SMDR-2

New Chemical Reactor Works Like A Vinyl Record Player

March 5, 2021
All-female research team wins funding for new chemical reactor.

Engineers behind the spinning mesh disc reactor win funding to continue development. 

The Spinning Mesh Disc Reactor (SMDR), developed by University of Bath chemical engineers Dr. Emma Emanuelsson-Patterson and Dr. Parimala Shivaprasad, reportedly creates chemicals and APIs – active pharmaceutical ingredients used to create all sorts of medicines – by reacting chemicals with enzymes on a spinning cloth-covered plate, like a vinyl record. The pair's company, SMDR Ltd, won funding from Innovate UK to commercialize the reactor and market it to pharmaceutical companies following its 12-year development.

The SMDR creates chemicals by imitating the action of a record player: an enzyme applied to a woolen cloth disc is spun on a turntable, where it reacts with a chemical substrate, creating the desired compound or API. The Emanuelsson research group has shown that using a cloth disc protects the enzymes from denaturing or shearing, which renders them unusable, and allows optimal contact between the enzyme catalyst and the substrate, which ensures fast reactions. This means the catalyst cloth disc can be used for far longer, making the process cheaper and more sustainable than traditional reactors, according to the university.

"The basic principle of the SMDR is using the centrifugal forces generated by rotation to create a very consistent and repeatable reaction. Chemical engineers strive to enhance this kind of 'mass transfer' as it produces faster reactions, and in our case more chemicals or APIs," says Emanuelsson-Patterson.

Shivaprasad adds, "One of the main advantages of the SMDR essentially works a little bit like a jukebox that can switch between records. Using the catalyst cloth mesh discs, which can be swapped easily and quickly, means we can apply a range of different reagents or catalysts rapidly, creating a wide range of chemicals or APIs."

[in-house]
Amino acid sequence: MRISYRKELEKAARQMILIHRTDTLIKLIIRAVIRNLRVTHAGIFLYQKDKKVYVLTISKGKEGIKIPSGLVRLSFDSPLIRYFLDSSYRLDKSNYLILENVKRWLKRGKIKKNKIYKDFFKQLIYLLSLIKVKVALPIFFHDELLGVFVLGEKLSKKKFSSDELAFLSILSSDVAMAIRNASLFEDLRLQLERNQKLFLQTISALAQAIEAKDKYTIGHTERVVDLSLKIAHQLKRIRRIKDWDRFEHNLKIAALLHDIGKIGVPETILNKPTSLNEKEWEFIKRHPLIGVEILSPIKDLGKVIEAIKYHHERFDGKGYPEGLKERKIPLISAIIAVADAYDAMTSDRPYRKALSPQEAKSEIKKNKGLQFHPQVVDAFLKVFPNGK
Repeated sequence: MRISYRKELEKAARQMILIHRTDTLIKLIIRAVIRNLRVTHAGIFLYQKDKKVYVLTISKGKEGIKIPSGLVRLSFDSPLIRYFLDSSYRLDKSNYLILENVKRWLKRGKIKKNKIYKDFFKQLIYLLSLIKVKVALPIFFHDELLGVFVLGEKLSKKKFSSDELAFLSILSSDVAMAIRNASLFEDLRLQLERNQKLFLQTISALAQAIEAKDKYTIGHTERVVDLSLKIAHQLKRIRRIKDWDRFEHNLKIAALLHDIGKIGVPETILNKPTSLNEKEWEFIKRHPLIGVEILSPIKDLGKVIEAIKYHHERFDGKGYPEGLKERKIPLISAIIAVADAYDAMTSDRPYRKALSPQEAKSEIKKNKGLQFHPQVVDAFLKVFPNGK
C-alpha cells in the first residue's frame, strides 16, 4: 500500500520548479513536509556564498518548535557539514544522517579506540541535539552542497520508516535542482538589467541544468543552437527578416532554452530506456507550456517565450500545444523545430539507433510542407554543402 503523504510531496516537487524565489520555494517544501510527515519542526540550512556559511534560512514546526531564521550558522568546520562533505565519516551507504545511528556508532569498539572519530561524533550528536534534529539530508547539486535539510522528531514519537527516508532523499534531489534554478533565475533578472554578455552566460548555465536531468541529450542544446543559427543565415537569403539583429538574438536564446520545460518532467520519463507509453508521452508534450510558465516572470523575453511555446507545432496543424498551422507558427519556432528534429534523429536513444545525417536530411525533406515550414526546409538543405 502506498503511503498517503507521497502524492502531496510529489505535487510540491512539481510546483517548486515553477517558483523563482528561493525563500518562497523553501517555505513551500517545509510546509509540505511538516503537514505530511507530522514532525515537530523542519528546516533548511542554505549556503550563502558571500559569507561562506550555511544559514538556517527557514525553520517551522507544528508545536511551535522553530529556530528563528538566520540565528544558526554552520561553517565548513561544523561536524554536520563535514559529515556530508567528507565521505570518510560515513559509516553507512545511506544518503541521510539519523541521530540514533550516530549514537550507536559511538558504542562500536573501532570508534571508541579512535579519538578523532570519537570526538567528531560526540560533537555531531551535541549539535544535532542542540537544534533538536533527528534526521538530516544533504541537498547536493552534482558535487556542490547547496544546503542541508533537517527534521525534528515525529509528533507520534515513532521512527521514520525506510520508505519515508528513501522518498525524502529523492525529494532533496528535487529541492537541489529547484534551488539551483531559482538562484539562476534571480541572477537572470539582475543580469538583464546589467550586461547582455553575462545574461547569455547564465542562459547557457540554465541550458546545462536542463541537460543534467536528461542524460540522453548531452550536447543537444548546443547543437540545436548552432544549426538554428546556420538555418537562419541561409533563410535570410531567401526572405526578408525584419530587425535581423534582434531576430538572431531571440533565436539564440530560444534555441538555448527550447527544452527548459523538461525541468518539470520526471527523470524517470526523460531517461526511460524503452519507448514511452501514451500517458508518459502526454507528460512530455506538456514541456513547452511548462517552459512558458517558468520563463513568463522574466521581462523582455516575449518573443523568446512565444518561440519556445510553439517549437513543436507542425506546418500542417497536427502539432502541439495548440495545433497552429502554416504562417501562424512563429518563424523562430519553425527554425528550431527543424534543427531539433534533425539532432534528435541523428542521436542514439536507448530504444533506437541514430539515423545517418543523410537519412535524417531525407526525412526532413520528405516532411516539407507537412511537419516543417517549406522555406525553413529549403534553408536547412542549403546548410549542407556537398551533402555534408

Explaining the need for better efficiency, Emanuelsson-Patterson says, "Reagents and enzymes are expensive and also very sensitive to how they're handled, particularly with regard to shearing (or tearing) forces. Using the mesh disc and harnessing centrifugal forces means we've significantly reduced these risks, giving more potential to safely reuse them. This has benefits in efficiency, cost and sustainability."

The disc design also creates potential for improving the efficiency of chemical production, according to the university – catalysts can be switched in and out quickly, creating flexibility and scope for batch production. One exciting challenge the team will investigate is how the SMDR could run several different reactions, using multiple catalysts at the same time.

Shivaprasad was a part of the three-month ICURe program to carry out the market analysis for the SMDR. The main objective was to identify the current challenges in chemical manufacturing and if the SMDR had the potential to alleviate these challenges to improve processing efficiency in chemical industries.

For more information, visit: www.bath.ac.uk

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